Our future is intrinsically linked with our
present and our past. ‘Arabesque’ is a metaphor
for the crossing of paths in life’s journey, with
rose gold representing the past, yellow gold the present
and white gold the future. Each strand ends in a diamond,
representing the clarity of self, desired in the trilogies
Inspired by a Japanese
family crest, this 9ct gold pendant encompasses a generous
aquamarine, the birth stone of March. The name, Hanawa,
is the Japanese word for garland, taken from the meaning
of Loretta, 'crowned with laurel', for whom the pendant
This stunning 9ct gold
torc holds two rainbow moonstones. These east African
gems are held at the end of a twisted snake like design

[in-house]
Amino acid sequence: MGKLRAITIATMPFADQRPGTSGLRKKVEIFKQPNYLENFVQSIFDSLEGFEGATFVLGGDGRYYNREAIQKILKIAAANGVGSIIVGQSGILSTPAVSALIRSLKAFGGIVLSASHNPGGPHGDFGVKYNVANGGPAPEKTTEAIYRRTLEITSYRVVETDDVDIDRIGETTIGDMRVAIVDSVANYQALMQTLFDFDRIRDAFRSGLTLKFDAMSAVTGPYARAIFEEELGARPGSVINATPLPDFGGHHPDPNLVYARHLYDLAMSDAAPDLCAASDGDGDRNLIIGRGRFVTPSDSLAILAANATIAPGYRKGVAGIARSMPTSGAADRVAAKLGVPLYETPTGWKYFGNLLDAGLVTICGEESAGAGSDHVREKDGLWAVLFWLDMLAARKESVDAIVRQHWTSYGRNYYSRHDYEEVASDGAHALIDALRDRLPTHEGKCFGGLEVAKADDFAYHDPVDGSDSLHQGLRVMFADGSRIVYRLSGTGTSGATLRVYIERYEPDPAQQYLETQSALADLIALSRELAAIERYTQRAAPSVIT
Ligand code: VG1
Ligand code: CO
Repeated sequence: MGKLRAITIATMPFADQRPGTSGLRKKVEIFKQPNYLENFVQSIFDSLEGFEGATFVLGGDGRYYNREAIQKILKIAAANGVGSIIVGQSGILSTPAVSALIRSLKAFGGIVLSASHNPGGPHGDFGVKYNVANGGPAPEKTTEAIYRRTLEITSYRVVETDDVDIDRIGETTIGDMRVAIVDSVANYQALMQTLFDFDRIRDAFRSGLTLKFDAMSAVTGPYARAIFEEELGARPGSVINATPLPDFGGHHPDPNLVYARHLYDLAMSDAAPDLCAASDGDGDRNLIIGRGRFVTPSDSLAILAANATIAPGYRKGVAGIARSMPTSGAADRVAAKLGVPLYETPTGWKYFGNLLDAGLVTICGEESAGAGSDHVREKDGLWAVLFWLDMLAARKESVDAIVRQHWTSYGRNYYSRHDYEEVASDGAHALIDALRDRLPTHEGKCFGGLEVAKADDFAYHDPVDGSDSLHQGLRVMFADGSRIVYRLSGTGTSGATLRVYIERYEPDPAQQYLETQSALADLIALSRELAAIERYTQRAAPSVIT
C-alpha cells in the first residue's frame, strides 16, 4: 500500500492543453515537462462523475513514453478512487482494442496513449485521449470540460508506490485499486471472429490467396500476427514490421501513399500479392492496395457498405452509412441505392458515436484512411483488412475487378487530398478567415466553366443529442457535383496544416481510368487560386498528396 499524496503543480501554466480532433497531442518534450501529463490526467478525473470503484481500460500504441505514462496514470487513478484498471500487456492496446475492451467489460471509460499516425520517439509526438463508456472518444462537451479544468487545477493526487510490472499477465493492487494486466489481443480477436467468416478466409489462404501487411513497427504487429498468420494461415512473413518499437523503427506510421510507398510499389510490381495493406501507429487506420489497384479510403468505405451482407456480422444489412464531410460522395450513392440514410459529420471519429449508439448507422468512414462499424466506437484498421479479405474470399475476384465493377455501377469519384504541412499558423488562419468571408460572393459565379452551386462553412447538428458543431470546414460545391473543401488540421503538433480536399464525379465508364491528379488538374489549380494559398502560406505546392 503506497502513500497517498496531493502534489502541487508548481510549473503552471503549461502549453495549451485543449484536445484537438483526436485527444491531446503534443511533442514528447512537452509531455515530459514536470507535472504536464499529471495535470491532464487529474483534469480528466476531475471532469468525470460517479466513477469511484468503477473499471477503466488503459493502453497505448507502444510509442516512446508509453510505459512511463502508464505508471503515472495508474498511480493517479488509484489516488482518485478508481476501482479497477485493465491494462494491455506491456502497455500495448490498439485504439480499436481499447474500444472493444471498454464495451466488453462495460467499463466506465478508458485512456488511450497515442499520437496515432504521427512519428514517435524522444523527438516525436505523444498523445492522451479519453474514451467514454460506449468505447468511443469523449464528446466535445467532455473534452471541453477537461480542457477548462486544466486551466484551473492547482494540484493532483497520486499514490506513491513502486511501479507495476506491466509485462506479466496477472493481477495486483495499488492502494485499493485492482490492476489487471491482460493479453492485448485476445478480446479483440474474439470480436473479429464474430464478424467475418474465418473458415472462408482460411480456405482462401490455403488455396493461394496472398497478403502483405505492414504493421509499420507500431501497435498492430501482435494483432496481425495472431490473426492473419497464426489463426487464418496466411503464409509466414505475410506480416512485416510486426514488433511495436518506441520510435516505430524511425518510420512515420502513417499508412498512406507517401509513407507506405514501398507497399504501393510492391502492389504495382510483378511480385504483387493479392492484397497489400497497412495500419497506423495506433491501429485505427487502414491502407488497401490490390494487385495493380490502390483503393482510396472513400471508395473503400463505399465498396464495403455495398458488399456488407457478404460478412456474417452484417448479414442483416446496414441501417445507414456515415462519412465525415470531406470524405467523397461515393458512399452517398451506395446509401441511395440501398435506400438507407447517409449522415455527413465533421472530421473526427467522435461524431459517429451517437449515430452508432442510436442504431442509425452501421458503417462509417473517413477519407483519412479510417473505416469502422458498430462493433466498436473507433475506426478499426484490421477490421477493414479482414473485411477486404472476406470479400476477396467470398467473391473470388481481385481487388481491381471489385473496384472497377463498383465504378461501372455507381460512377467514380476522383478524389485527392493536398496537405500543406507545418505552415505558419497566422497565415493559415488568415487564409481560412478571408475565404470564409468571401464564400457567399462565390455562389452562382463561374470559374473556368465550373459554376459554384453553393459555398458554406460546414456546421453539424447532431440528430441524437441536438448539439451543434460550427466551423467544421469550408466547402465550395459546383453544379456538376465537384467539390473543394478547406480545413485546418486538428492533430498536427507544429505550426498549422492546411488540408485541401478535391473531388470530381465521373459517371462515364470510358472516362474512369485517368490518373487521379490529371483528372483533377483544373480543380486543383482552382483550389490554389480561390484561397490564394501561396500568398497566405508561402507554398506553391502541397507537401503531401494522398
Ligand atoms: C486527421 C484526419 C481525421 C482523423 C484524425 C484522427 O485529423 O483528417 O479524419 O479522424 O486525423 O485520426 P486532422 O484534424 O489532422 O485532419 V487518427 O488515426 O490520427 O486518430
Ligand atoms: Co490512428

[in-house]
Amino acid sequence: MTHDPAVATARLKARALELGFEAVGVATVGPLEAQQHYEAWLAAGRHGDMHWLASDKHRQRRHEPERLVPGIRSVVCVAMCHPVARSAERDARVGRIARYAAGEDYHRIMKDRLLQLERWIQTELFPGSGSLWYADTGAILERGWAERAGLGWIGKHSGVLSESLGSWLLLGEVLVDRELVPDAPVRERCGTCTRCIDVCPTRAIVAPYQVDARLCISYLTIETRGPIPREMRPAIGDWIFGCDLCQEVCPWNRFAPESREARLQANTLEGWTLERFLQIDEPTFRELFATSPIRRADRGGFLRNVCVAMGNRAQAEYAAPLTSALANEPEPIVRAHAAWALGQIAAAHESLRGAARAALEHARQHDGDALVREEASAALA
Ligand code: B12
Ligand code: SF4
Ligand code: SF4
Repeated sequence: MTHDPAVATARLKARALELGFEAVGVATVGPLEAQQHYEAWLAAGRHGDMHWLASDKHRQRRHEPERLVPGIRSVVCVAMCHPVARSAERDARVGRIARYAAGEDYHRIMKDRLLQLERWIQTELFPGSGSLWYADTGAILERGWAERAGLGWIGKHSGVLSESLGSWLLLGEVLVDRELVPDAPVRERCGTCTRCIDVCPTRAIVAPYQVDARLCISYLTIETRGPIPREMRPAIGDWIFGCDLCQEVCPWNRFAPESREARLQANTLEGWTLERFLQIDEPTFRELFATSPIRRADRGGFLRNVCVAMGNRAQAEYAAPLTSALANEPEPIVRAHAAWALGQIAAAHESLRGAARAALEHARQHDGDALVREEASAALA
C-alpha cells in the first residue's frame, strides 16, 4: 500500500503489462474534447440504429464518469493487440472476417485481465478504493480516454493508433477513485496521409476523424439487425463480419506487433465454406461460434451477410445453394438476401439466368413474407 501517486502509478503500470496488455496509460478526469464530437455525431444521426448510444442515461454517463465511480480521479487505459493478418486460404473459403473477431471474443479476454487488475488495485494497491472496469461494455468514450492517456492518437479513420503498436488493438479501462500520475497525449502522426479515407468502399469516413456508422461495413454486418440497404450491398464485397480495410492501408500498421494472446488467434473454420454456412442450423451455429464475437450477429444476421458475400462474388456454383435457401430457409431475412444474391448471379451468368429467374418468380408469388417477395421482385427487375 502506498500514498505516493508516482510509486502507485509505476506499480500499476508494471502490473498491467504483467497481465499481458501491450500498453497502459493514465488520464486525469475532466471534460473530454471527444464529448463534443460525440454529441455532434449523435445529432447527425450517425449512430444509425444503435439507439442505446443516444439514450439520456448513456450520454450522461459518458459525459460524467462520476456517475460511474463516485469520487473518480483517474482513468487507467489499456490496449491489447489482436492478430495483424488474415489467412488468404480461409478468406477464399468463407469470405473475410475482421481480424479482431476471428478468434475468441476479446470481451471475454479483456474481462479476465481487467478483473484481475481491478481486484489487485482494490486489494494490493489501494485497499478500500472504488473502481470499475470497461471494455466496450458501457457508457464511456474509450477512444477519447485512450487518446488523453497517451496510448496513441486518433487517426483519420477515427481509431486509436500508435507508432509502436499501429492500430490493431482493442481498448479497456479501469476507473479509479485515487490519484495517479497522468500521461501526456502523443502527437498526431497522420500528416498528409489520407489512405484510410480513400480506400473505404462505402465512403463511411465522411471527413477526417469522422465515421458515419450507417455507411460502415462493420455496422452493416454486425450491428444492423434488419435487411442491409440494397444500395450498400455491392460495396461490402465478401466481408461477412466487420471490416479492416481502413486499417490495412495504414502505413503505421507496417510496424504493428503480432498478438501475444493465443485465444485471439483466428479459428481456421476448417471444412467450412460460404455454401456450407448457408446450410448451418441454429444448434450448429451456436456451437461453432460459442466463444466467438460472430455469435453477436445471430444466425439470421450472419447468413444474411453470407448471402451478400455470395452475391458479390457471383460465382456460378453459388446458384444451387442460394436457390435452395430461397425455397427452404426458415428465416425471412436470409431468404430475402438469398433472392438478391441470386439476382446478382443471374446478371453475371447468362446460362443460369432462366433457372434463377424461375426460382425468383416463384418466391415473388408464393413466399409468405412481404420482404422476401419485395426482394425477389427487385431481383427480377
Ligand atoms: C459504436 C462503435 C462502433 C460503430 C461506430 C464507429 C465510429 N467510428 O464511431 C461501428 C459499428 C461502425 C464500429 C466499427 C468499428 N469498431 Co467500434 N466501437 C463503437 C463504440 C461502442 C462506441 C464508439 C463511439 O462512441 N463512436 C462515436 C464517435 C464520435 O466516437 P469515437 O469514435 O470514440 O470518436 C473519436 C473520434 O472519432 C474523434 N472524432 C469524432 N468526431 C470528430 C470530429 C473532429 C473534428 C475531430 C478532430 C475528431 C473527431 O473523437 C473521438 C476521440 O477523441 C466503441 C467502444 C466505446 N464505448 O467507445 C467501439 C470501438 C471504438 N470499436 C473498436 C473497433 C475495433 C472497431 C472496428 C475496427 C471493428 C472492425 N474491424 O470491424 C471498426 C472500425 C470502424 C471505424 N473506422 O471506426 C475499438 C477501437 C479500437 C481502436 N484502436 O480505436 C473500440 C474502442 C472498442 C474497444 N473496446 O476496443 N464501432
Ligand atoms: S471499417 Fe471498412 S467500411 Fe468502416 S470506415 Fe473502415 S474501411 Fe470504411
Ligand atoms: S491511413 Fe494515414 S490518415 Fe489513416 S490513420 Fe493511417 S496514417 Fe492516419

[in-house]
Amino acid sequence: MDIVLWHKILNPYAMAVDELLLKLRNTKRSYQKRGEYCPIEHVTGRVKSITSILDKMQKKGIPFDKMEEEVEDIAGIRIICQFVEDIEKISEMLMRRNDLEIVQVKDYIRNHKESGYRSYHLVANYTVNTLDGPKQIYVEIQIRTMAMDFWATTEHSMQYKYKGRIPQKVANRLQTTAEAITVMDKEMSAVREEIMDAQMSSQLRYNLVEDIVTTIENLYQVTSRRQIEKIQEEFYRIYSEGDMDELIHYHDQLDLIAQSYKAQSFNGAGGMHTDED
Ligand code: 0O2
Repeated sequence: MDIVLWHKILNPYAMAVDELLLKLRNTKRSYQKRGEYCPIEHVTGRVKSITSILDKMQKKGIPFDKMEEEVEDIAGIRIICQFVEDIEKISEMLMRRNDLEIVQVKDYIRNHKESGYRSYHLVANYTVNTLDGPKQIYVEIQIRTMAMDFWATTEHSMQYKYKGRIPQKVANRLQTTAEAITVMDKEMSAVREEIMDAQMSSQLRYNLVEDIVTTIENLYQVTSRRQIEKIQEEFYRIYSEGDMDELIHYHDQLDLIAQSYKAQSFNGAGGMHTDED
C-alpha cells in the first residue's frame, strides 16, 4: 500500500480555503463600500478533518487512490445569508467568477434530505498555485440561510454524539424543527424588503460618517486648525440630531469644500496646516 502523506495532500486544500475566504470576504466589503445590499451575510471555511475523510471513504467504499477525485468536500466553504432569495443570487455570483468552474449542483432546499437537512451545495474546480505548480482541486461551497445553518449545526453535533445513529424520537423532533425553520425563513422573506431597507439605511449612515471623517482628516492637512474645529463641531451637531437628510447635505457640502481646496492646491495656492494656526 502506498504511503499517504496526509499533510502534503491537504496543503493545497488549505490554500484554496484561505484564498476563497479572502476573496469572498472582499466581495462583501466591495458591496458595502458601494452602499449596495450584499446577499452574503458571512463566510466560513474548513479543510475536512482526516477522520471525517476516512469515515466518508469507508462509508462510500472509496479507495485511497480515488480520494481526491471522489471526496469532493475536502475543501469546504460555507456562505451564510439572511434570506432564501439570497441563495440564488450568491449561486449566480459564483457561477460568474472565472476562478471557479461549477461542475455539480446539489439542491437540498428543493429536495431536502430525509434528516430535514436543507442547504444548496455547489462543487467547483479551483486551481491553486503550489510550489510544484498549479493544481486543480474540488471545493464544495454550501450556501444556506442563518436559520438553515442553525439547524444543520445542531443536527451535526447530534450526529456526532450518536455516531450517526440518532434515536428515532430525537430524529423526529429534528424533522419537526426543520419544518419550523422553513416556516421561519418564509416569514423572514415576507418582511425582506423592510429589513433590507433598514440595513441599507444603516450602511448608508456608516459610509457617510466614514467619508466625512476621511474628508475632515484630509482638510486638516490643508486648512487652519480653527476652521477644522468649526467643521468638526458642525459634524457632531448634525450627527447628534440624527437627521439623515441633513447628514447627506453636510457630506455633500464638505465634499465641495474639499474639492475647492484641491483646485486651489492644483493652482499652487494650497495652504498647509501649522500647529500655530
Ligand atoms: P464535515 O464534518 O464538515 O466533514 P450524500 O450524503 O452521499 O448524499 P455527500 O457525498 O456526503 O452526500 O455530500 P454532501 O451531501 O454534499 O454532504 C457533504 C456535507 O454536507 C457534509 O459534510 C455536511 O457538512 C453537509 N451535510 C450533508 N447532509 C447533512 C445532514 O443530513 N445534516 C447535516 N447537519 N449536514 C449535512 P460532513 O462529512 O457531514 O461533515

that hangs from the torc. The name comes from the swahili
for twisted moonlight. (See also
The Zaliwa pendant, from
the Swahili to be born,
uses pear shaped tanzanite to represent tears of joy
at the birth of a child. They are set in platinum with
diamonds to represent love and the red of the Maasai
picked out in the cradling red rubies.
Inspired by the psychedelic patterns of the
seventies, this piece uses bloodstones, one of the March
or Aries birthstones, set in 9ct gold. The result is a
modern, significant piece which will always be noticed.
The name comes from the Greek meaning visible.
Khazna This heavy silver pendant is set with
three lapis lazuli cabochons. An ancient
stone, lapis was once thought to guard against
evil and the name of the piece, ‘Khazna’,
comes from the Arabic, meaning ‘safe’.
The open sea provided the inspiration
for this silver pendant. The gentle curves
and different textures are designed to represent
a rolling ocean under the keel of a graceful
yacht. The name Moahni comes from the
Moari words for beautiful and sea.
This stunning 18ct white gold pendant holds a
3.22ct trillion cut Tanzanite in a simple
but striking wish bone design.